iCub Philosophy, Some History & Recent Results – video lecture by Prof. Giorgio Metta




The iCub project was started 10 years ago within the field of Human Robotics, focused mostly on building models of cognitive behaviours. The goals of the project include understanding how the human brain resolves certain problems just to use this knowledge within robotics and build models that can allow robots to solve autonomously the same problems, hence become highly intelligent systems.

20 years ago neurophysiologists discovered special types of neurons called visuomotor neurons. This discovery triggered a shift in the way robots were programmed to learn and perceive as now, mirroring the function of these neurons, the goal was not only for the robot to perceive the surroundings but also to act upon the new information acquired, to carry out a task, solve a problem, imitate what a person would do when he or she perceives and processes external information.

To translate these goals into practice, first experiments where focused on registering human grasping actions via data gloves and trackers and then these registered actions, translated into images, were used to build a classifier which would aid the robot to predict better what action to carry out when perceiving certain information. Furthermore, neuro studies showing that it is not that important to recognise the object to be grasped it but it’s enough to recognise it’s shape, helped Prof. Metta and his team build models that prepared the robot to recognise the shape of an object just before executing an action like grasping it. This made possible for the robot to execute more complex behaviours such as recognise not only the objects to be grasped or pushed, but also to recognise tools which may help the robot to do something with the object in question. In one of the experiments lead by Prof. Metta, this was translated into an iCub grasping a tool to bring closer an object placed too far away from the robot, in order for the iCub to grasp it.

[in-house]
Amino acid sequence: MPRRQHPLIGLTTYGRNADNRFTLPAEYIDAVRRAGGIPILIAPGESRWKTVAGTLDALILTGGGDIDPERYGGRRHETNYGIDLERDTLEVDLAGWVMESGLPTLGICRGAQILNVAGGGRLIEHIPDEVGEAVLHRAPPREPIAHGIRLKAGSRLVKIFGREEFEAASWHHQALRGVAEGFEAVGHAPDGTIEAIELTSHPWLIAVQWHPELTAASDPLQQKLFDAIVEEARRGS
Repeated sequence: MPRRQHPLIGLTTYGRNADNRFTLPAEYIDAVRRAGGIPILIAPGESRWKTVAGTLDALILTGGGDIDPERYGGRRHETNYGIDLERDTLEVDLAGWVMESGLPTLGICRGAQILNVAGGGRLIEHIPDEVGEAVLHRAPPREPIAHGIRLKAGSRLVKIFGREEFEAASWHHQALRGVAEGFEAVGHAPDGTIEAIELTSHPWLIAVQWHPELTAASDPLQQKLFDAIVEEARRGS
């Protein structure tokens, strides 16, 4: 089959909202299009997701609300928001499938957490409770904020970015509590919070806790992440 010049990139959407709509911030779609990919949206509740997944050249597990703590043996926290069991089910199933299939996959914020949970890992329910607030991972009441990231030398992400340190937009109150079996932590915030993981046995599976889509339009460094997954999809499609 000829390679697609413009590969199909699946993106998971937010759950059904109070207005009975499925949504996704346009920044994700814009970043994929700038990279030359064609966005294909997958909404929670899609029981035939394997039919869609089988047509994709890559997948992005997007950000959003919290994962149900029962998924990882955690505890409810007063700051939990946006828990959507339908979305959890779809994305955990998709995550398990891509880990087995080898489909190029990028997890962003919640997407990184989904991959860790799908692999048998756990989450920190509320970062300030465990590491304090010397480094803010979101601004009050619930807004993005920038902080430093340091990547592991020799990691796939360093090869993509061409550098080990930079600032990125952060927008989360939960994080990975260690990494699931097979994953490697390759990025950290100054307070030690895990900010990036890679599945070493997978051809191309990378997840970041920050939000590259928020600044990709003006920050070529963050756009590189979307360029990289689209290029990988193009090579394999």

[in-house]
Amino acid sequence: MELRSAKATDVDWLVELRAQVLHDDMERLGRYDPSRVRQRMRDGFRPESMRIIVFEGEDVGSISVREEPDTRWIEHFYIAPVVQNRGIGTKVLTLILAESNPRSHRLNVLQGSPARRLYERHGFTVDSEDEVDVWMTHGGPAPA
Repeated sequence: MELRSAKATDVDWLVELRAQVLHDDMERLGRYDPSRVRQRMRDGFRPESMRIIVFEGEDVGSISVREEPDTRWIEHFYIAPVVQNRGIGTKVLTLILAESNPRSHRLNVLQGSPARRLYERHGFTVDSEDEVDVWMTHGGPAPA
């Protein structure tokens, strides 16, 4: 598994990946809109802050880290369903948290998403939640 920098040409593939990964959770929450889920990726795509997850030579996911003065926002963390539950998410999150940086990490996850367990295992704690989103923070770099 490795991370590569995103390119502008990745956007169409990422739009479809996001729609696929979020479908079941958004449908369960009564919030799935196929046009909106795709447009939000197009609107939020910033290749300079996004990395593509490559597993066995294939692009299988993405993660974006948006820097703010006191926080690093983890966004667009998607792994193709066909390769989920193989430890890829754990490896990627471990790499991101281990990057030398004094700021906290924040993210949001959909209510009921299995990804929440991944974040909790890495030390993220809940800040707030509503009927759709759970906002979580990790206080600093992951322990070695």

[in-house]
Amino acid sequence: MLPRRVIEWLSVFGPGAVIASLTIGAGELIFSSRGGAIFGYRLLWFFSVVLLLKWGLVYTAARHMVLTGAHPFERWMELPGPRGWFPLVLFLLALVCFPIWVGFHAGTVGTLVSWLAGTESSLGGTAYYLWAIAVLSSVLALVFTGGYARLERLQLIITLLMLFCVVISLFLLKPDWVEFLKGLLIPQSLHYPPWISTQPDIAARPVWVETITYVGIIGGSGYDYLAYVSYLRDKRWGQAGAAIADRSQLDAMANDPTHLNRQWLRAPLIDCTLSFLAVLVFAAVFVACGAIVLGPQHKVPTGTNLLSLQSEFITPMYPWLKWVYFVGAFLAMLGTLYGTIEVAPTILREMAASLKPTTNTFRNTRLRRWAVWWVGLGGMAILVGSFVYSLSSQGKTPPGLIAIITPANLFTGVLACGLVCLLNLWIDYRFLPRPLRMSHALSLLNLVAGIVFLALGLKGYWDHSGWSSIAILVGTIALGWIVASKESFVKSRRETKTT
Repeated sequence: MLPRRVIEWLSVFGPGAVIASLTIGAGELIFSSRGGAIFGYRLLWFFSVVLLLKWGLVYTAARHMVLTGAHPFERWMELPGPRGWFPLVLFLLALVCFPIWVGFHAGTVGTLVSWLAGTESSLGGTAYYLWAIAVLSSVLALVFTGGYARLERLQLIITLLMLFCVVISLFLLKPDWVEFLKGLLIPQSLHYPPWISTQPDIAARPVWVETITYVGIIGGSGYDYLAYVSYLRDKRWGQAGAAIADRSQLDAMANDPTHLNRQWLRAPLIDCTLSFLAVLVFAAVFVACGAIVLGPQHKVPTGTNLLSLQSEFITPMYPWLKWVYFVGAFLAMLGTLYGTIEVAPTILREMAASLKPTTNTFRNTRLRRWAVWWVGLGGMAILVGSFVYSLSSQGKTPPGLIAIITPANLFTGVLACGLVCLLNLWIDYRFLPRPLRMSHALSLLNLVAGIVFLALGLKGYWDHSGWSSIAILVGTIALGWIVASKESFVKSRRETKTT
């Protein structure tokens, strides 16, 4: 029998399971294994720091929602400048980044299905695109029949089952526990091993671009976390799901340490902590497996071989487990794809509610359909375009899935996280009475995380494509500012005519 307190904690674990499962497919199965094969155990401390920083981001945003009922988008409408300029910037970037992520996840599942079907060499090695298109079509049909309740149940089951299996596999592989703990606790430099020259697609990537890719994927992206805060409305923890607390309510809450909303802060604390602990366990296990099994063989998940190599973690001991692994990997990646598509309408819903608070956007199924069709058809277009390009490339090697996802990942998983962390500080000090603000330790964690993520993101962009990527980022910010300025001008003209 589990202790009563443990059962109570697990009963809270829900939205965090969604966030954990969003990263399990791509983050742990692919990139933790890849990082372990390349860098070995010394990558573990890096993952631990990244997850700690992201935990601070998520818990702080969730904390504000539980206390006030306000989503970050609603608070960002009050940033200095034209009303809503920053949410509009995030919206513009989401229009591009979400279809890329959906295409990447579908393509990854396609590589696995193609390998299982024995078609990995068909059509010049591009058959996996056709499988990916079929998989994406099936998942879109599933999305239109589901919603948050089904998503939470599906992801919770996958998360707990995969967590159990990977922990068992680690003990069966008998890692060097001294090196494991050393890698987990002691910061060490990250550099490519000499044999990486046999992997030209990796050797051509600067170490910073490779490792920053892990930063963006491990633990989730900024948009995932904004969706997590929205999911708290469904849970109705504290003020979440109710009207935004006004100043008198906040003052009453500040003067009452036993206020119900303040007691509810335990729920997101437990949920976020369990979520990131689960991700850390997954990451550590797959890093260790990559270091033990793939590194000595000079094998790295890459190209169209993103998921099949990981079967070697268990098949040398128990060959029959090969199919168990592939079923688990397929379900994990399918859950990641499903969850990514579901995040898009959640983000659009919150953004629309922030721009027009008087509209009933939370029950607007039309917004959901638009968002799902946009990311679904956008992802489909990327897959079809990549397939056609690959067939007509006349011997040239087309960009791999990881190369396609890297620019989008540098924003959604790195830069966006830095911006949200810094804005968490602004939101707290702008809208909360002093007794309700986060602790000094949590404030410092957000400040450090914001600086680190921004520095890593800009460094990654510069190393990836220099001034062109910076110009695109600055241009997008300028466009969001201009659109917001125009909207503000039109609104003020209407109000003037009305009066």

Read More: RoboHub.org
Source: International Journal of Advanced Robotic Systems (IJARS)
Future Robots
Artificial Intelligence
Robotics Books
A.I. Books
Robots for the Home
Neurotechnology
Neuroscience Books
Futuristic, Child-like robot, iCub, Giorgio Metta, Future Robots, Artificial Intelligence, Robotics, sci-fi


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